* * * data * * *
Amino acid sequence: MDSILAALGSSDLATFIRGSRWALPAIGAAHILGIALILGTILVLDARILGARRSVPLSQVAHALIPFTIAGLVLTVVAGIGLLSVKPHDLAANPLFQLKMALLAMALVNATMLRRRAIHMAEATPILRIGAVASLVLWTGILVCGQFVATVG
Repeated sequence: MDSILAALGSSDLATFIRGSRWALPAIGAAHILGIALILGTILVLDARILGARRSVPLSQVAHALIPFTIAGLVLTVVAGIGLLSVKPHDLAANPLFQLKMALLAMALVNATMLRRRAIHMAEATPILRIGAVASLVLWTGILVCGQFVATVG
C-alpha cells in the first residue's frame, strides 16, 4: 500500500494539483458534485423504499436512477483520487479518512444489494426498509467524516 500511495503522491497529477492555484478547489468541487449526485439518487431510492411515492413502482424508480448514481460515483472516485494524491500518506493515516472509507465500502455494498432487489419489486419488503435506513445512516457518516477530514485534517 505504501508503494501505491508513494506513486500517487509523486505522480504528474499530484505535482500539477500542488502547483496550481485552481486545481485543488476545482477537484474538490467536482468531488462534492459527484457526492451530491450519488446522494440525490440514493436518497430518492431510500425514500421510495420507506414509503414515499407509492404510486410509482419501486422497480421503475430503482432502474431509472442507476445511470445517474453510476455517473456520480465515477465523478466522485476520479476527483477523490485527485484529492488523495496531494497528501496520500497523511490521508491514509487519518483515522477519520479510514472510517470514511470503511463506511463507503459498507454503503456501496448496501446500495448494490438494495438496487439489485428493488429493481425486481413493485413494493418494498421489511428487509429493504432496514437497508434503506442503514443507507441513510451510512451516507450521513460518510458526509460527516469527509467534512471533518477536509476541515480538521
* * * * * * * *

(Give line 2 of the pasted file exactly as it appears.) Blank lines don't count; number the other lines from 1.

Repeated sequence: MDSILAALGSSDLATFIRGSRWALPAIGAAHILGIALILGTILVLDARILGARRSVPLSQVAHALIPFTIAGLVLTVVAGIGLLSVKPHDLAANPLFQLKMALLAMALVNATMLRRRAIHMAEATPILRIGAVASLVLWTGILVCGQFVATVG